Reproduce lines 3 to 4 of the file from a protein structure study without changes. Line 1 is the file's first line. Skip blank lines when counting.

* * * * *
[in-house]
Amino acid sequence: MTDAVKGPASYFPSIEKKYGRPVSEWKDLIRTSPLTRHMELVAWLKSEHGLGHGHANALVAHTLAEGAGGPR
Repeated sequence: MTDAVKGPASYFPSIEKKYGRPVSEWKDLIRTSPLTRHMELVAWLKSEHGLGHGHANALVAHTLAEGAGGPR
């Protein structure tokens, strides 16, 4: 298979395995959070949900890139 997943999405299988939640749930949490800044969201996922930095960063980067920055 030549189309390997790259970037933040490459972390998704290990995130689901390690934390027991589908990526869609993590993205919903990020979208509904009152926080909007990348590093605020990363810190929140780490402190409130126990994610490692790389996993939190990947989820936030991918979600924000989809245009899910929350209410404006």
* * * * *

Repeated sequence: MTDAVKGPASYFPSIEKKYGRPVSEWKDLIRTSPLTRHMELVAWLKSEHGLGHGHANALVAHTLAEGAGGPR
């Protein structure tokens, strides 16, 4: 298979395995959070949900890139 997943999405299988939640749930949490800044969201996922930095960063980067920055 030549189309390997790259970037933040490459972390998704290990995130689901390690934390027991589908990526869609993590993205919903990020979208509904009152926080909007990348590093605020990363810190929140780490402190409130126990994610490692790389996993939190990947989820936030991918979600924000989809245009899910929350209410404006």